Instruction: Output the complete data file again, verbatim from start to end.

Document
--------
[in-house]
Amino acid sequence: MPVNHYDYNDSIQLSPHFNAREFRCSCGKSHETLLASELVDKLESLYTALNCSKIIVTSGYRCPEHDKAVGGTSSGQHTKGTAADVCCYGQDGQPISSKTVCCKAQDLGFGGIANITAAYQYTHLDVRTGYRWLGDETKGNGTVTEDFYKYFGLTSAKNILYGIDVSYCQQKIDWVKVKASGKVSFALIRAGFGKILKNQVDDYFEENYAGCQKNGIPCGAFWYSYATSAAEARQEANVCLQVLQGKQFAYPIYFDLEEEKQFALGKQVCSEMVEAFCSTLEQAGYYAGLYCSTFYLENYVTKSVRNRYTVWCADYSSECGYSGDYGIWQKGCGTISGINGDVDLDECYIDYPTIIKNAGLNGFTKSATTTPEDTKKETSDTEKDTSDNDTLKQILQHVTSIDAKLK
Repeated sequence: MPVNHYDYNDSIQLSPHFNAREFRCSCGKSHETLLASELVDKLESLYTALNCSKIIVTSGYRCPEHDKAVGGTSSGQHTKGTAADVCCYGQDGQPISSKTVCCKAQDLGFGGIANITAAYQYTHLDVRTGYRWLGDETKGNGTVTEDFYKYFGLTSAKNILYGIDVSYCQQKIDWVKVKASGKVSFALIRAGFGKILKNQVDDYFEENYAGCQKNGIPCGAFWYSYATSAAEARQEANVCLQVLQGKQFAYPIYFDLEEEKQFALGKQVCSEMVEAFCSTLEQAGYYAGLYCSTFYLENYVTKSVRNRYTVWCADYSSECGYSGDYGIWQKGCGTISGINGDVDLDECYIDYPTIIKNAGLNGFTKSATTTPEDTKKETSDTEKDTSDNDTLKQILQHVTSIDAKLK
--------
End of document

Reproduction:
[in-house]
Amino acid sequence: MPVNHYDYNDSIQLSPHFNAREFRCSCGKSHETLLASELVDKLESLYTALNCSKIIVTSGYRCPEHDKAVGGTSSGQHTKGTAADVCCYGQDGQPISSKTVCCKAQDLGFGGIANITAAYQYTHLDVRTGYRWLGDETKGNGTVTEDFYKYFGLTSAKNILYGIDVSYCQQKIDWVKVKASGKVSFALIRAGFGKILKNQVDDYFEENYAGCQKNGIPCGAFWYSYATSAAEARQEANVCLQVLQGKQFAYPIYFDLEEEKQFALGKQVCSEMVEAFCSTLEQAGYYAGLYCSTFYLENYVTKSVRNRYTVWCADYSSECGYSGDYGIWQKGCGTISGINGDVDLDECYIDYPTIIKNAGLNGFTKSATTTPEDTKKETSDTEKDTSDNDTLKQILQHVTSIDAKLK
Repeated sequence: MPVNHYDYNDSIQLSPHFNAREFRCSCGKSHETLLASELVDKLESLYTALNCSKIIVTSGYRCPEHDKAVGGTSSGQHTKGTAADVCCYGQDGQPISSKTVCCKAQDLGFGGIANITAAYQYTHLDVRTGYRWLGDETKGNGTVTEDFYKYFGLTSAKNILYGIDVSYCQQKIDWVKVKASGKVSFALIRAGFGKILKNQVDDYFEENYAGCQKNGIPCGAFWYSYATSAAEARQEANVCLQVLQGKQFAYPIYFDLEEEKQFALGKQVCSEMVEAFCSTLEQAGYYAGLYCSTFYLENYVTKSVRNRYTVWCADYSSECGYSGDYGIWQKGCGTISGINGDVDLDECYIDYPTIIKNAGLNGFTKSATTTPEDTKKETSDTEKDTSDNDTLKQILQHVTSIDAKLK